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RE: Are the Holidays a Good Time for Mending Relationships

Your welcome Nancy : ) When my husband and I tried to sit down and talk things out with his mom I made sure to stress the fact that we wanted a better relationship not no relationship. It didn't go very well, she was very, very angry. But I still think that stressing the fact that we did want a better more honest relationship was the right way to go.

A list of greivances might be cathartic for you to write but I'd question actually sending it before you have thought out what level of interaction you would like and what boundaries you have about those interactions.

If you don't want a relationship, reiterating what they have done would be almost pointless and if you do want a relationship you might be better served if you focus on what you do want in a relationship with them. I don't know if that makes sense.

Clearly writing out what has happened that has hurt you or behaviors that are not acceptable would be useful notes for you to have on hand when talking the issues out. Just sending a letter with a list of what they have done often ends up as a 'so this is why she hates us list' and ends up being evidence of why they see you as the bad ones- you thought they were rotten all along. Sending a grievance list can back fire. Talking it out face to face with the list in hand if you need it is probably better.

In the interest of having a more balanced view of my MIL when I was dealing daily with my fear and upset about her I also made a list of qualities I admired about her. Things she did that I admired, accomplishment that I respected etc. Things to be grateful for about her and how she raised her kids.

I had more sympathy for her after I made the list. It didn't make the relationship more honest or work better in the long run but it could have helped me see the situation with more balance.

Best Wishes with the relationships however you decide to proceed Nancy. These relationships are worth valuing, I wish you a heartfelt, open response from your in-laws, I hope they hear you and you can all move forward.


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RE: Are the Holidays a Good Time for Mending Relationships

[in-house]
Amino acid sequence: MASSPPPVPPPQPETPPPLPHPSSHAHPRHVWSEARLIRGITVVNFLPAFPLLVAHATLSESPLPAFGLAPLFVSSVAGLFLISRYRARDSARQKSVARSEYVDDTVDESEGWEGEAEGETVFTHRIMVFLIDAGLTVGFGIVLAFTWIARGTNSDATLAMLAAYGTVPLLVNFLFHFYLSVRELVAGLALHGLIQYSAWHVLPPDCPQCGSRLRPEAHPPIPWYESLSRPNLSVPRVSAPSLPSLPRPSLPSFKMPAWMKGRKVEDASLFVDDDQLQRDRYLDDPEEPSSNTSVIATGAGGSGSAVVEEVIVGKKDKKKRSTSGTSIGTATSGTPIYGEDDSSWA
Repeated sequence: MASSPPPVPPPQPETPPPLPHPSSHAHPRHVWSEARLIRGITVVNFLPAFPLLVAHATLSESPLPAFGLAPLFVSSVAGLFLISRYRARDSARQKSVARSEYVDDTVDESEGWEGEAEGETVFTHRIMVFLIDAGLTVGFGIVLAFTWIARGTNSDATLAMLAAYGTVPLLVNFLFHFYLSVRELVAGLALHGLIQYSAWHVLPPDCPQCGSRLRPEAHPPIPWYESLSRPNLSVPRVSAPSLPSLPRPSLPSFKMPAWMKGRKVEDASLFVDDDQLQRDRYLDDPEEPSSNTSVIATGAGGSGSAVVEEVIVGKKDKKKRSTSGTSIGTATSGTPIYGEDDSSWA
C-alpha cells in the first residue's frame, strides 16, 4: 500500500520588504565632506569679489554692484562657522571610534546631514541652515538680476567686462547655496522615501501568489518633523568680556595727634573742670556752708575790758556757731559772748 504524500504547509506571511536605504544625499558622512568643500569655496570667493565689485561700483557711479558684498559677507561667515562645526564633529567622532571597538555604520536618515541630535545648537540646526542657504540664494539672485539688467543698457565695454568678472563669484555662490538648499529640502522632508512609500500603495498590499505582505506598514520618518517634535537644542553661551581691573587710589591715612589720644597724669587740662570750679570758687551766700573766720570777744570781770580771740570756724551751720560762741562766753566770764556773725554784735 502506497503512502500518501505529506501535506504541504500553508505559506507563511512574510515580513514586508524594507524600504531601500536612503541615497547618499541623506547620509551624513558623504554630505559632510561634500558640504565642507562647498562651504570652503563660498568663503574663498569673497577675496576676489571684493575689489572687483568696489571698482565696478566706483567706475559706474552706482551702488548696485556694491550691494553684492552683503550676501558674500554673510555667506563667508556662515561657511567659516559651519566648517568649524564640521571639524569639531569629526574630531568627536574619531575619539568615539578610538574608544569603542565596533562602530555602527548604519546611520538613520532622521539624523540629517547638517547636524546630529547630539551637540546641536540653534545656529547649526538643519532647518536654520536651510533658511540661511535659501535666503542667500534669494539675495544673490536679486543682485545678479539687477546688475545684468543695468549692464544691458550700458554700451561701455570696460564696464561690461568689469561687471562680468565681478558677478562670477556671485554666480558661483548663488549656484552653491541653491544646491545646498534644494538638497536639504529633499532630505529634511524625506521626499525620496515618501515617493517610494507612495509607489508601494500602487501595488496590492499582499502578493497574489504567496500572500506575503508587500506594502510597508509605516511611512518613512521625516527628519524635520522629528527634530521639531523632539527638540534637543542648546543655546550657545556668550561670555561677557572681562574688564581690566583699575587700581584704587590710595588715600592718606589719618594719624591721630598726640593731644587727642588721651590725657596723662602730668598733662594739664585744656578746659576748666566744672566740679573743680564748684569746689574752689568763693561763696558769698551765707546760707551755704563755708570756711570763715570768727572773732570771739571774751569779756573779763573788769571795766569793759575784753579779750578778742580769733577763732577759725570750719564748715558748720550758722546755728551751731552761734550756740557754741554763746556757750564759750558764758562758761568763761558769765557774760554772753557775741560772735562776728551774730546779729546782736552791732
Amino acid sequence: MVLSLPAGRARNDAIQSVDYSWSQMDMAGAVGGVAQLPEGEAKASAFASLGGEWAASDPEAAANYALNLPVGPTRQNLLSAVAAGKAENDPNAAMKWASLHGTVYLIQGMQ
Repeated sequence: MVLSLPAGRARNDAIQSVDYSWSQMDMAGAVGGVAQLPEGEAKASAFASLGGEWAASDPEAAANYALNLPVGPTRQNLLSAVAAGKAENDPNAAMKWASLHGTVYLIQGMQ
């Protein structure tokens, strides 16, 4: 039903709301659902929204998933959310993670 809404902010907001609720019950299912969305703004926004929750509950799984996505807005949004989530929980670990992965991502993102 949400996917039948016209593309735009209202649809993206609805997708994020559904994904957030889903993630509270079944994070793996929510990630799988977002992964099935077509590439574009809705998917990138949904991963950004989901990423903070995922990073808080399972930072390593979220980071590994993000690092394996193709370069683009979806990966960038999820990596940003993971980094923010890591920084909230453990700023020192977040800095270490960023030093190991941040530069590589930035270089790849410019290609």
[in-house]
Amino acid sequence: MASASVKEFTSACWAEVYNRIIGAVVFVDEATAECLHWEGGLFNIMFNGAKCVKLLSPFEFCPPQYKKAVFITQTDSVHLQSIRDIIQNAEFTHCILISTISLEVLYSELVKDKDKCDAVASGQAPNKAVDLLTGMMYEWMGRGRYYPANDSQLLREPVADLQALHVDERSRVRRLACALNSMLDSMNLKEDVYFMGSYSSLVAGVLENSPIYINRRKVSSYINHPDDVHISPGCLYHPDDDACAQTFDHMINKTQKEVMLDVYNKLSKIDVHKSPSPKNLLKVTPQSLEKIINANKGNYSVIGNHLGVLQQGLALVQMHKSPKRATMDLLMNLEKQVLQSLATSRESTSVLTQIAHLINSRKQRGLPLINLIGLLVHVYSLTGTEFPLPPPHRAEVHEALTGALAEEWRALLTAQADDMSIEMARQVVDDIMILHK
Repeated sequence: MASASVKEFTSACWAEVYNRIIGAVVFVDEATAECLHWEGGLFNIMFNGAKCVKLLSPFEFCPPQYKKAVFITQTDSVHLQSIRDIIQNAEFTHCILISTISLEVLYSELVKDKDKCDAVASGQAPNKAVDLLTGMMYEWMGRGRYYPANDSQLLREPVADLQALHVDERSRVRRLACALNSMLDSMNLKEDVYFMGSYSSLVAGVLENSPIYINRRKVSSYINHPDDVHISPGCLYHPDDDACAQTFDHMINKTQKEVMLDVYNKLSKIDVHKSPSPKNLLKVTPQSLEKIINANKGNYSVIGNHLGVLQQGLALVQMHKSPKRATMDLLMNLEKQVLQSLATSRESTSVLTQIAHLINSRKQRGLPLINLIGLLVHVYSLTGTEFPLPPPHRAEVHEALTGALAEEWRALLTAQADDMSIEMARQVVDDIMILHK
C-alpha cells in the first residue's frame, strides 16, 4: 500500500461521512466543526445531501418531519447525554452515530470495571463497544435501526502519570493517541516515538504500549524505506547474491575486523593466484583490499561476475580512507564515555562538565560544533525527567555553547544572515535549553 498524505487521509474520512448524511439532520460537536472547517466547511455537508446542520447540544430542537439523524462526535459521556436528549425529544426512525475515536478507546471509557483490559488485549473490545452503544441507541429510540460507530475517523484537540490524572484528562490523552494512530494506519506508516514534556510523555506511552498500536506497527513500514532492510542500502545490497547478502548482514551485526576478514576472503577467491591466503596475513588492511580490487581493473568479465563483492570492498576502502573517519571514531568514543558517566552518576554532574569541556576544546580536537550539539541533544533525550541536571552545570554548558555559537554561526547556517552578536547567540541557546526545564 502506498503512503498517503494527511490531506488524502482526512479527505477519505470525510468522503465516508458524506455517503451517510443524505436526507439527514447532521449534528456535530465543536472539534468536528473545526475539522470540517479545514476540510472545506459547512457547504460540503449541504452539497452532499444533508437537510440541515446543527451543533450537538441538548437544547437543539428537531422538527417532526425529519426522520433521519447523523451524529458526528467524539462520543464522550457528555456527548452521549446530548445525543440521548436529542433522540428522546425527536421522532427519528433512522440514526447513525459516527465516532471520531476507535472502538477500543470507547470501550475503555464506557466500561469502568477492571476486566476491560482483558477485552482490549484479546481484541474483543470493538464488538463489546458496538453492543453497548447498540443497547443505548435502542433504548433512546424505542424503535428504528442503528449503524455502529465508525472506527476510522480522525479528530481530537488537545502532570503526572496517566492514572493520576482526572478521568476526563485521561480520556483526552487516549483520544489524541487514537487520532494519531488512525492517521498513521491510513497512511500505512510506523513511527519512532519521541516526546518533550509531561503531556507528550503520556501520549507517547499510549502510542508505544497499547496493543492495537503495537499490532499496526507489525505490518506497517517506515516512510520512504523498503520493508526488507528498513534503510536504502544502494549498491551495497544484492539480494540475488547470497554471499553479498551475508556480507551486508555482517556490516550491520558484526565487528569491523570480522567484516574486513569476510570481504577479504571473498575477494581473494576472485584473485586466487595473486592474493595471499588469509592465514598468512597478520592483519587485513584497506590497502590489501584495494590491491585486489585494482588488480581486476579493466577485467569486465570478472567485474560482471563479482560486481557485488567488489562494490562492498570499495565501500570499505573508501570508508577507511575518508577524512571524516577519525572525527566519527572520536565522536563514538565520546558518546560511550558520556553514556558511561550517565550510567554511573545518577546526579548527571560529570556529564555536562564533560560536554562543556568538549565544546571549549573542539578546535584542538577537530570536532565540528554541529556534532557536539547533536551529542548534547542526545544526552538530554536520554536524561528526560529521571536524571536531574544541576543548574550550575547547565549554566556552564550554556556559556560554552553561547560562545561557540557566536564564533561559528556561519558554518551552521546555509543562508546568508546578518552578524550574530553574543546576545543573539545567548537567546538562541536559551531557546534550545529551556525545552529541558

Oh, you're absolutely right and I hadn't thought of that. Truthfully? I'm not completely sure I even want a relationship with them anymore, isn't that sad? I have much soul searching (and praying) to do but that list of grievances is out of the question now. We did try making a list in the past, both written and face to face and it was like sweeping back the ocean - useless, painful and tiring. What you've mentioned about your MIL sounds so much like mine with the "I'll resent/punish you when you say no" and seeming to want to involve our kids with the mess - wanting to see them, using little (poisonous) games against them now that they don't want to see them/her anymore. It's been very hard to keep my 16 yo son out of this but my daughter (26 yo) has been the recipient of so much already (she's a step grandchild to MIL) nothing I could say at this point would make a difference. Also the pretending that everything is good when you can cut the tension in the room with a feather when they show up. I have never met any one like this family. I guess I'm at a loss as to what's next. But I will just wait, things can and do change. Thanks again, very wise and well thought out advice from someone who's there. Best wishes/prayers for you and your situation too. :> Nancy


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RE: Are the Holidays a Good Time for Mending Relationships

Hi Nancy,

You're welcome. These situations are so difficult. I can really relate to your comment, "...am still amazed at her ability to say and do very hurtful/rude/hard-hearted things and forget them all so quickly." Sad part is, if you try to revisit the past she may accuse you of being "unforgiving," rather than take responsibility for her behaviors. I've found this rather common with my in-laws and relatives. They just try to control the conversation and sweep everything under the rug pretending that nothing ever happened. It is crazy-making.

I also thought of the idea of writing her (my MIL). I didn't, because I didnt' feel that my husband would be very supportive of the idea. He caved into her demands. I think he enabled the situation to continue as it was too. Writing is a good way to release a lot of feelings and is very cathartic, even if you just keep the letter for yourself. I agree with organic brice's observations above. I find it helps with clarity and if you needed it to refer to if you were to talk issues out. My in-laws were dismissive and their favorite expression was that they, "didn't intend too," or "didn't mean too". When my FIL destroyed our financial credit, he never took responsibiity. He just said he, "didn't mean too". I'm certain there was a similar excuse when he went to jail for embezzlement. The family excuse was that he was set-up by someone else.